However, the results of the study depend critically on how much driving you do and the price of gas. The big disadvantages of the hybrids are depreciation and initial cost. Those don't get worse if you drive more miles or if the price of gas goes up. But their advantage, namely lower gasoline expenditures, goes up as you drive more or the pump price rises. So although the hybrids do not save money as well as gas for a typical driver at today's prices, they very well might at tomorrow's higher gasoline prices.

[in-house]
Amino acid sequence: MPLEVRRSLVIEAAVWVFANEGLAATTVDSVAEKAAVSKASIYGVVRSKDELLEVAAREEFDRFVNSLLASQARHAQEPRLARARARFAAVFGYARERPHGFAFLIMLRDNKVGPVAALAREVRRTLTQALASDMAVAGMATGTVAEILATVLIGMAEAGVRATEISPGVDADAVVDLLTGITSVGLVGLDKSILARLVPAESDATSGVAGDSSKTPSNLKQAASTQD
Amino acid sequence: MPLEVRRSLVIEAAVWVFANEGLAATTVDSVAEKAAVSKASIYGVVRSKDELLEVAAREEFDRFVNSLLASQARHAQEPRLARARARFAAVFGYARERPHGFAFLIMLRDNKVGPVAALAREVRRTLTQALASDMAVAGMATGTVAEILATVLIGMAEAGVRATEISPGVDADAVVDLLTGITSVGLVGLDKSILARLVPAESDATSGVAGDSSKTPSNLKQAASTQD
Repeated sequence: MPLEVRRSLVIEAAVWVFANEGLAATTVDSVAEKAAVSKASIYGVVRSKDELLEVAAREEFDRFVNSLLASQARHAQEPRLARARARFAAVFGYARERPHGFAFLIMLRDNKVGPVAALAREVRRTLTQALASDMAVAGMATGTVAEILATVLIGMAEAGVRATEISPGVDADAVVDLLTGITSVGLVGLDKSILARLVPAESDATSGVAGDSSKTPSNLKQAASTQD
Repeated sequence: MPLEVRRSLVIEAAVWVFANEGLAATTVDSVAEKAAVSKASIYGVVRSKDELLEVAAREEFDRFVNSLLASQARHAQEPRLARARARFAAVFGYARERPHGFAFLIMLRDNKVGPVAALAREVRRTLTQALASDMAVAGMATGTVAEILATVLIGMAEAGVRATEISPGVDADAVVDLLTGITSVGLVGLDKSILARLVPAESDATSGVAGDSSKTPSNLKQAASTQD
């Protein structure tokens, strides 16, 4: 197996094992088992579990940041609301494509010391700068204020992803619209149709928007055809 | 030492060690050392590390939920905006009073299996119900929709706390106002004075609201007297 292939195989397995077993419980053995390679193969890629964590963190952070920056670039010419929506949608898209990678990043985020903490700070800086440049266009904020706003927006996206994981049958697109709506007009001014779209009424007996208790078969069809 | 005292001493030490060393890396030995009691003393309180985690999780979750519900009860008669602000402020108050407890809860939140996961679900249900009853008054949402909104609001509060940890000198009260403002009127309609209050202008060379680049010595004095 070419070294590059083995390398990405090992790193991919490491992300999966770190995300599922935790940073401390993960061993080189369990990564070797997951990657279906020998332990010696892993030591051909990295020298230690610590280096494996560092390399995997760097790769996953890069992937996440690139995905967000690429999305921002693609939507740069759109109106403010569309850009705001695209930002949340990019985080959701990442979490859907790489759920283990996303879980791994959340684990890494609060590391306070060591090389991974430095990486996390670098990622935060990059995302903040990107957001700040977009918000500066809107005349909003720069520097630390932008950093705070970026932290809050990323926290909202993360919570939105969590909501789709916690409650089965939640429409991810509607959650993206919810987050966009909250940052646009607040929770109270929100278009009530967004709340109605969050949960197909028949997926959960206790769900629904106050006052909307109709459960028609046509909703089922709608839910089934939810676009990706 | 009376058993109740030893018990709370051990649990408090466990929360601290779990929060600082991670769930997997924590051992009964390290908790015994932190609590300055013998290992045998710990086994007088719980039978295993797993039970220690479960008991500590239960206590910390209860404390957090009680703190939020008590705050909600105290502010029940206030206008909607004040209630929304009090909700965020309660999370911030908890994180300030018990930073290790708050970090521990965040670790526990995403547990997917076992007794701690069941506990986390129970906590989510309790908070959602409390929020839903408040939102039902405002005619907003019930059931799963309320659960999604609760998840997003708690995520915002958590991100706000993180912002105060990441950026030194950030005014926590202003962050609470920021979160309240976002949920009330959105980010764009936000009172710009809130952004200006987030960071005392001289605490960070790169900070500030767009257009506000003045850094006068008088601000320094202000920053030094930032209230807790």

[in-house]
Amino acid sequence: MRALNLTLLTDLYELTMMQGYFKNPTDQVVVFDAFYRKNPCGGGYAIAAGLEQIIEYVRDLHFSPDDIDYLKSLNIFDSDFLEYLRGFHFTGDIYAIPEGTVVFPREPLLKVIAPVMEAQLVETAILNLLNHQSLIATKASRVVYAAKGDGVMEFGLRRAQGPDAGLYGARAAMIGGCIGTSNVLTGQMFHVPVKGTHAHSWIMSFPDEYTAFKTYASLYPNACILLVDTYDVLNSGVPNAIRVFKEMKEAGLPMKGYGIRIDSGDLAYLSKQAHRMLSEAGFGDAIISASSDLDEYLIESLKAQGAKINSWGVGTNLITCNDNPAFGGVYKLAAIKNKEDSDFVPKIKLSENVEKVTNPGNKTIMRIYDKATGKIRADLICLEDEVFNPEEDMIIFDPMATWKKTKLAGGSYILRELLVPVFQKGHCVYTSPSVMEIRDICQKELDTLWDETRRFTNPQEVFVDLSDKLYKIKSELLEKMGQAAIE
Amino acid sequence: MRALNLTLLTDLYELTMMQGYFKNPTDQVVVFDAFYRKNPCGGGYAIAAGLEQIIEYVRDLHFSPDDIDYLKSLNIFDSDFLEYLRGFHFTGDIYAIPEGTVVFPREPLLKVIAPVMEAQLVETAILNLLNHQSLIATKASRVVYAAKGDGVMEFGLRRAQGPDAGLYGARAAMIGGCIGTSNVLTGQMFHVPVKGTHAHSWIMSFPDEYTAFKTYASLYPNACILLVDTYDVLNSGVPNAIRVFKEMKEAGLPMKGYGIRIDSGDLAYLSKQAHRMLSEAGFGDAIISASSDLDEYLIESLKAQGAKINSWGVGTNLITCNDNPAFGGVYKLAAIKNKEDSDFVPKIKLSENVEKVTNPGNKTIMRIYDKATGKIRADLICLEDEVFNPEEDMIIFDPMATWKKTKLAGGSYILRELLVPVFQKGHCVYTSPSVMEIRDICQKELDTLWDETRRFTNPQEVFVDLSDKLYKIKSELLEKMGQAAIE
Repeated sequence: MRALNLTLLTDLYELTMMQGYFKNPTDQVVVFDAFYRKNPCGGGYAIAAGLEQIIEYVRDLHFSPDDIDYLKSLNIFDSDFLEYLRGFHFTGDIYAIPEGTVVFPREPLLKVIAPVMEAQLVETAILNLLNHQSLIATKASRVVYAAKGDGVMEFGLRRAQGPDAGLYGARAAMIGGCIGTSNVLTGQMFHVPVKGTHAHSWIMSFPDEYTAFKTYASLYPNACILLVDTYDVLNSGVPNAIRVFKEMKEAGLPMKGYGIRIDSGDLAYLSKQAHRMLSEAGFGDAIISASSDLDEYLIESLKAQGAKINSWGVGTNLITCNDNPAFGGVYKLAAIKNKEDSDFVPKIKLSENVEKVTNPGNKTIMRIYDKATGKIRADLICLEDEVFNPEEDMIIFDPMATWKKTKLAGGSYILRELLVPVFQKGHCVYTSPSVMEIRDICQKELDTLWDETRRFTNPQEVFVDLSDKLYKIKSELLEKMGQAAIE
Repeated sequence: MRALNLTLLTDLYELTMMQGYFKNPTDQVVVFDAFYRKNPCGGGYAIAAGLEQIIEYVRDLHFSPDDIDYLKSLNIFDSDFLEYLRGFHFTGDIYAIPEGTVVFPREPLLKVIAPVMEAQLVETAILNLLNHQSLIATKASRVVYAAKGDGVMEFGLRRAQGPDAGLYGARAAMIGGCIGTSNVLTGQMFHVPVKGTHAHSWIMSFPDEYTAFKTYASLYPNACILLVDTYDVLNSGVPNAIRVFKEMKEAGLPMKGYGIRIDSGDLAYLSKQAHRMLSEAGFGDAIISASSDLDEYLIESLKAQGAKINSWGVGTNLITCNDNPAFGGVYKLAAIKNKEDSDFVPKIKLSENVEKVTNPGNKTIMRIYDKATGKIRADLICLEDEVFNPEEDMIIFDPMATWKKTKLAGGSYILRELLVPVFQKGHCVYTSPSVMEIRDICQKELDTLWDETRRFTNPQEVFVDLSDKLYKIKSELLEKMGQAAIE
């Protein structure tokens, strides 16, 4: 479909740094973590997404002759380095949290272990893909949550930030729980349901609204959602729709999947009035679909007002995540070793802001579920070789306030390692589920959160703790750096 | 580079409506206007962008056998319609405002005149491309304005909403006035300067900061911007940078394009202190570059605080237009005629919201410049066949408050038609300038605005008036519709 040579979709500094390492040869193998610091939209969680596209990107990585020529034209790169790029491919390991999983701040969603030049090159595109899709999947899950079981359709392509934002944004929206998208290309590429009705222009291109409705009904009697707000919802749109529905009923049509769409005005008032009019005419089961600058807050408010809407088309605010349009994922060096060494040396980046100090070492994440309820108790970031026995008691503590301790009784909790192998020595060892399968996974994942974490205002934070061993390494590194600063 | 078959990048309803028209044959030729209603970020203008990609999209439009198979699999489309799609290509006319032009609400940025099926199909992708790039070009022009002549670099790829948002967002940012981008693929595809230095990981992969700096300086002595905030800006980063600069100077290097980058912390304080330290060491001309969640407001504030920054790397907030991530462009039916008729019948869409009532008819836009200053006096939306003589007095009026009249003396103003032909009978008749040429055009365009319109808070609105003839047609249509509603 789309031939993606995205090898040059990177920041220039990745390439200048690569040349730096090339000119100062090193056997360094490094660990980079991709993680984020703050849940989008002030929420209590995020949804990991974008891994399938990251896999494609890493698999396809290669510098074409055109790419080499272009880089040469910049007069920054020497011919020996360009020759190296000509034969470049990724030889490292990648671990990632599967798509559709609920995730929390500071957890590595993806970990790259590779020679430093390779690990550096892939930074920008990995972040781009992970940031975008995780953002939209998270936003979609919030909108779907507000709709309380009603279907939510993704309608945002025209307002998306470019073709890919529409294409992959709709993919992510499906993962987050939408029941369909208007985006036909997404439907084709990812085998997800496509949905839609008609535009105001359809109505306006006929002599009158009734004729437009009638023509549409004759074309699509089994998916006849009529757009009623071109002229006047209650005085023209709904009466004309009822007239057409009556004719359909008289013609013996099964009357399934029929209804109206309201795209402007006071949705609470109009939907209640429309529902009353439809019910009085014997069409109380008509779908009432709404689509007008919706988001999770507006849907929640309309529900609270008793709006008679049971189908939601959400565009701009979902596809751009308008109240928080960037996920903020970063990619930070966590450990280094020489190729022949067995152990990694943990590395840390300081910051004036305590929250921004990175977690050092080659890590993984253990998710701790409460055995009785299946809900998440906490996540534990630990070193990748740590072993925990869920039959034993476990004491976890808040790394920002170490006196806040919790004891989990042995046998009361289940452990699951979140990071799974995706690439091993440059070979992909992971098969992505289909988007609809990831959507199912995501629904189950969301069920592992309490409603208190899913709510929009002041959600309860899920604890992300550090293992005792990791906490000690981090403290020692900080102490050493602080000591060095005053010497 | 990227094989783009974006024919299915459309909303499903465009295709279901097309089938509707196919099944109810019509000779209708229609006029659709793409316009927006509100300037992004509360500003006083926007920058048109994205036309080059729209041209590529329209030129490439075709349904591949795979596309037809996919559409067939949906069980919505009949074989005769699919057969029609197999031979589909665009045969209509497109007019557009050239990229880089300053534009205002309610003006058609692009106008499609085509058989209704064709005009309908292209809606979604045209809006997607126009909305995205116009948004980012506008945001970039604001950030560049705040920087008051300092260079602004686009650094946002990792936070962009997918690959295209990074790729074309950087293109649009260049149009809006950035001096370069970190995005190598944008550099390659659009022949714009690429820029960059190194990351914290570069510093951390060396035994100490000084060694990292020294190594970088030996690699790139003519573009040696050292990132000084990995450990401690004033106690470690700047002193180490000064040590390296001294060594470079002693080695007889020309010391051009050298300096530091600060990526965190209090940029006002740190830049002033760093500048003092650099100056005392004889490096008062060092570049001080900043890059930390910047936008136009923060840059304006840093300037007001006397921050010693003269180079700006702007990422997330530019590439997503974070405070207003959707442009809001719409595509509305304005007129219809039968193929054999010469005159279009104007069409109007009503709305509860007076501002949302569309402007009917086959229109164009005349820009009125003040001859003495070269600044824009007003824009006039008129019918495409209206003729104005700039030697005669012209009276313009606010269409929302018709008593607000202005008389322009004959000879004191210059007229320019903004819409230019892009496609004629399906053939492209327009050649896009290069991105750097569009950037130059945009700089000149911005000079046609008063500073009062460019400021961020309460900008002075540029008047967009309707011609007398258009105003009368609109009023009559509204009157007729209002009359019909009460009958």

The lesson we can learn from this study is that saving on gas does not automatically mean saving on total cost of ownership; instead you have to figure in your miles driven and the price of gas.